In the UK, nearly three-quarters of young people with Type 1 diabetes are not getting the medical attention they need, according to a Diabetes.co.uk report.
A UK government audit concluded that only 27% of those with Type 1 under the age of 40 received all eight recommended check-ups a year. The audit also revealed that geographical location played a significant role in how much care people with Type 1 received. In some areas 80 percent of the Type 1 population made it to all eight appointments, while in other areas that number plummeted to just 24 percent.
The 2014-2015 National Diabetes Audit analyzes the effectiveness of diabetes treatments against standards set by England and Wales National Health System (NHS). The audit included data from nearly 2 million people with diabetes. The report found that the percentage of people with Type 1 receiving adequate care is dropping.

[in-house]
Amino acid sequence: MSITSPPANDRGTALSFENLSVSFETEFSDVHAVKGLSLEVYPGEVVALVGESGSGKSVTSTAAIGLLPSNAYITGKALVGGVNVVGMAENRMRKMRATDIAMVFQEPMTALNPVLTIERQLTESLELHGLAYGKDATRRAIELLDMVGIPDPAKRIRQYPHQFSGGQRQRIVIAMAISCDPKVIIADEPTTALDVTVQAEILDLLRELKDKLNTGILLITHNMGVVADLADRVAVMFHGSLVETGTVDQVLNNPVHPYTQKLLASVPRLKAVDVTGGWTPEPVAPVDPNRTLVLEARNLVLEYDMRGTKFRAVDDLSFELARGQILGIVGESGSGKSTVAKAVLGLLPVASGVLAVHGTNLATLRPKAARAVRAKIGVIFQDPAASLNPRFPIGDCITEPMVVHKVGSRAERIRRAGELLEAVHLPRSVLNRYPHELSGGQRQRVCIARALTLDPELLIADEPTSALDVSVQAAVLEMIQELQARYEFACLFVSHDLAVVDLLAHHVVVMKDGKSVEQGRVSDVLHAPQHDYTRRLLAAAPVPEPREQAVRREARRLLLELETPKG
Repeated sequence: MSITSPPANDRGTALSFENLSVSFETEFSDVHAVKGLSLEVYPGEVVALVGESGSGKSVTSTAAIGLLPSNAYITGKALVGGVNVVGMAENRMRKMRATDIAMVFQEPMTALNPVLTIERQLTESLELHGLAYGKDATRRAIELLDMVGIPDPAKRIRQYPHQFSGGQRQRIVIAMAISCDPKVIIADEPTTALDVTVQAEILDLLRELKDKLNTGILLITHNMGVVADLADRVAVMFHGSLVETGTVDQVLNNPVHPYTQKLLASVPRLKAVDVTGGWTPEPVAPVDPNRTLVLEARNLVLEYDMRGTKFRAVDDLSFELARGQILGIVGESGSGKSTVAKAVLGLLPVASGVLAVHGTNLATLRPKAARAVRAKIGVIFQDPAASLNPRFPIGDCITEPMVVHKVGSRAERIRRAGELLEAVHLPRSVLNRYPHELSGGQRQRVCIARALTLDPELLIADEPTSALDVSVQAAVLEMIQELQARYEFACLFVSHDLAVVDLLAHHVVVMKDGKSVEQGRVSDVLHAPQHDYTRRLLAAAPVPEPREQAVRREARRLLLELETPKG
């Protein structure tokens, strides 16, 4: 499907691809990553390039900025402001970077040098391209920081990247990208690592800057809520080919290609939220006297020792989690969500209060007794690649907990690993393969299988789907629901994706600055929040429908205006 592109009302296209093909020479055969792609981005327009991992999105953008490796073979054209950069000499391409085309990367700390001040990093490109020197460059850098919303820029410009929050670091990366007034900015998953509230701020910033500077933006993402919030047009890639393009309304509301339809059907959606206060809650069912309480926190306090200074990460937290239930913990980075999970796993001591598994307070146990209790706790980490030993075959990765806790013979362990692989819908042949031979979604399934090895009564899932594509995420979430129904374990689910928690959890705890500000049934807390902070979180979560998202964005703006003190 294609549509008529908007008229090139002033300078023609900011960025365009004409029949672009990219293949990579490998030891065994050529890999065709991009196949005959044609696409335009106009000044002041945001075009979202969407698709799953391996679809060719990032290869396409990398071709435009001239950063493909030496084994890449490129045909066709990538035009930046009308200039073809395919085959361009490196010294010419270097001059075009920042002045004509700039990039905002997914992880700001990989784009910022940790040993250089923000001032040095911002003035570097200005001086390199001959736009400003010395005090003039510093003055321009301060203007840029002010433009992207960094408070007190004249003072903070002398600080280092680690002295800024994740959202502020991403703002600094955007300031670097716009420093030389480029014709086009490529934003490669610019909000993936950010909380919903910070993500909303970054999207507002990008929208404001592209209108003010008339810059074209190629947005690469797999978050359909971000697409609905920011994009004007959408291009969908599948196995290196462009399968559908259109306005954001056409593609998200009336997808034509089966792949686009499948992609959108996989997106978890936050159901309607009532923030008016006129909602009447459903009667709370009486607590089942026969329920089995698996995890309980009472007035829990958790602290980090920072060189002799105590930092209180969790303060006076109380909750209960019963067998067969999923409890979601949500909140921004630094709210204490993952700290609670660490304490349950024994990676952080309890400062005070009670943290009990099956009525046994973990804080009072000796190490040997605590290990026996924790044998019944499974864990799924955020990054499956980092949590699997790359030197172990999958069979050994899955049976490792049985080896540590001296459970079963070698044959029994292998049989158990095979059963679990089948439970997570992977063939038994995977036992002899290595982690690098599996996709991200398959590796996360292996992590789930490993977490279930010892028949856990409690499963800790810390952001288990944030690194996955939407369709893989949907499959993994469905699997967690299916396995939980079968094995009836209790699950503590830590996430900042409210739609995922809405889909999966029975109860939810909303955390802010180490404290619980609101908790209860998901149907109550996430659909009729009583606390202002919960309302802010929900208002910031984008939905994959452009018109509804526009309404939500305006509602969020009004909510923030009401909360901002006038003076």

In the report, Diabetes UK chief executive Chris Askew criticized the NHS for not doing enough to ensure that people with diabetes have adequate access to medical care. Regular check-ups are vital to monitor for diabetes-related complications, like retinopathy, neuropathy, and kidney disease.
Because the U.S. does not have a central health system like the NHS, it’s difficult to obtain the same kind of health data. Searching CDC statistics, however, we were able to piece together some info.
Roughly 29.1 million people in the U.S. had Type 1 diabetes or Type 2 diabetes in 2014. A 2010 report of doctor visits (the most recent we could find) estimated that people with diabetes in the U.S. visited doctors 113.3 million times that year. If we allow for an apples-to-oranges comparison of the data from those two different years, we can do a rough estimate that people with diabetes averaged just under four doctor visits a year.
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